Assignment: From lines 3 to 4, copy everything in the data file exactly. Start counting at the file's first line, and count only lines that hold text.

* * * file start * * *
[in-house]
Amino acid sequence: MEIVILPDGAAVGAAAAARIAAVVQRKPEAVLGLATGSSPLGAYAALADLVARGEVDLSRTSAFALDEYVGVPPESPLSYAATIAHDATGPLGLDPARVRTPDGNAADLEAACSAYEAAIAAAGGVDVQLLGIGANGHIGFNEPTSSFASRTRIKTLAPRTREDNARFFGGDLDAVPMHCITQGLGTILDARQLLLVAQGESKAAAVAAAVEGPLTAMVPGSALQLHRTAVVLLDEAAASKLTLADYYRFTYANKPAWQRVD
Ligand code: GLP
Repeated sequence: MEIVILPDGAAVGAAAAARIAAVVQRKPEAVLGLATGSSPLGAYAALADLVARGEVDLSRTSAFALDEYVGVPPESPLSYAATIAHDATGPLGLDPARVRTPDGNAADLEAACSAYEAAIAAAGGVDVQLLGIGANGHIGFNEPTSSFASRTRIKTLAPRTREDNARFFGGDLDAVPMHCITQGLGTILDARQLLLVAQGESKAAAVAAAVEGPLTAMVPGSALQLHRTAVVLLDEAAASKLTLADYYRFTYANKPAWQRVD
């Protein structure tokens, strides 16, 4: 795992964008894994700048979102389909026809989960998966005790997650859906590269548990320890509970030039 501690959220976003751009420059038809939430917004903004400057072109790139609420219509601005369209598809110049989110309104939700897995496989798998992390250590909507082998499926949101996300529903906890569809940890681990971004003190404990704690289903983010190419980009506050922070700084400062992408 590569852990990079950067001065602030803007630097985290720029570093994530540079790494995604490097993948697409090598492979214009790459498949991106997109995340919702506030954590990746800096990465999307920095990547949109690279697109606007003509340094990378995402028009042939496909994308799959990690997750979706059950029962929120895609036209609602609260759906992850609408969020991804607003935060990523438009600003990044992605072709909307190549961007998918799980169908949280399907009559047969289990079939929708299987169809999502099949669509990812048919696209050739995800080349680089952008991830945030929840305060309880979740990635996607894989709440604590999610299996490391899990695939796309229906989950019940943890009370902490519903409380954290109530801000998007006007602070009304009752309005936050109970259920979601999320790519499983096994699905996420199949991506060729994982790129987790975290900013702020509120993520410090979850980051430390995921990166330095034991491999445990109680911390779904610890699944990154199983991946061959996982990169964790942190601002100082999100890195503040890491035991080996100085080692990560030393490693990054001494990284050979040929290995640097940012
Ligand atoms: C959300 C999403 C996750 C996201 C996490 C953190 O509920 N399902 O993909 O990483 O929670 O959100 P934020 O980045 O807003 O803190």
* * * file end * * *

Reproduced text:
Ligand code: GLP
Repeated sequence: MEIVILPDGAAVGAAAAARIAAVVQRKPEAVLGLATGSSPLGAYAALADLVARGEVDLSRTSAFALDEYVGVPPESPLSYAATIAHDATGPLGLDPARVRTPDGNAADLEAACSAYEAAIAAAGGVDVQLLGIGANGHIGFNEPTSSFASRTRIKTLAPRTREDNARFFGGDLDAVPMHCITQGLGTILDARQLLLVAQGESKAAAVAAAVEGPLTAMVPGSALQLHRTAVVLLDEAAASKLTLADYYRFTYANKPAWQRVD